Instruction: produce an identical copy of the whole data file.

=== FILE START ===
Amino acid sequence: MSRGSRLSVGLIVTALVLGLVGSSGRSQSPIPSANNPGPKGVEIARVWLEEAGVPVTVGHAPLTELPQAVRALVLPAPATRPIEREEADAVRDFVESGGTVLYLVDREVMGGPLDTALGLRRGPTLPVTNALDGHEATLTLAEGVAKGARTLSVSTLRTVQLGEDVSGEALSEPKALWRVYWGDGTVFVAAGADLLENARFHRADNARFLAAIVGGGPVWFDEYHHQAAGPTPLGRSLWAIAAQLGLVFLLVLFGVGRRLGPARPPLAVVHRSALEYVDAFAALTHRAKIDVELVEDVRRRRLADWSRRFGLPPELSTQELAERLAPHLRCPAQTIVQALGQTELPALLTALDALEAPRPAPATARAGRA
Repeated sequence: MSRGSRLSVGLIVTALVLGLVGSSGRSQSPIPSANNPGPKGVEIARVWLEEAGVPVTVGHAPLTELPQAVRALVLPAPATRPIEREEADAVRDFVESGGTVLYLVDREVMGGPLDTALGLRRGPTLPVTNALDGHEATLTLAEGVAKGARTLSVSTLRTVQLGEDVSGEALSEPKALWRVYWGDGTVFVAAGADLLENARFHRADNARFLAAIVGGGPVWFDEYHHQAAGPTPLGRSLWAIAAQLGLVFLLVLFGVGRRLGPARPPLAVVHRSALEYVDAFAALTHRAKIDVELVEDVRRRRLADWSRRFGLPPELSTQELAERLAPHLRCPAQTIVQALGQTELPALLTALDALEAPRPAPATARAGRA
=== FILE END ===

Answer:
Amino acid sequence: MSRGSRLSVGLIVTALVLGLVGSSGRSQSPIPSANNPGPKGVEIARVWLEEAGVPVTVGHAPLTELPQAVRALVLPAPATRPIEREEADAVRDFVESGGTVLYLVDREVMGGPLDTALGLRRGPTLPVTNALDGHEATLTLAEGVAKGARTLSVSTLRTVQLGEDVSGEALSEPKALWRVYWGDGTVFVAAGADLLENARFHRADNARFLAAIVGGGPVWFDEYHHQAAGPTPLGRSLWAIAAQLGLVFLLVLFGVGRRLGPARPPLAVVHRSALEYVDAFAALTHRAKIDVELVEDVRRRRLADWSRRFGLPPELSTQELAERLAPHLRCPAQTIVQALGQTELPALLTALDALEAPRPAPATARAGRA
Repeated sequence: MSRGSRLSVGLIVTALVLGLVGSSGRSQSPIPSANNPGPKGVEIARVWLEEAGVPVTVGHAPLTELPQAVRALVLPAPATRPIEREEADAVRDFVESGGTVLYLVDREVMGGPLDTALGLRRGPTLPVTNALDGHEATLTLAEGVAKGARTLSVSTLRTVQLGEDVSGEALSEPKALWRVYWGDGTVFVAAGADLLENARFHRADNARFLAAIVGGGPVWFDEYHHQAAGPTPLGRSLWAIAAQLGLVFLLVLFGVGRRLGPARPPLAVVHRSALEYVDAFAALTHRAKIDVELVEDVRRRRLADWSRRFGLPPELSTQELAERLAPHLRCPAQTIVQALGQTELPALLTALDALEAPRPAPATARAGRA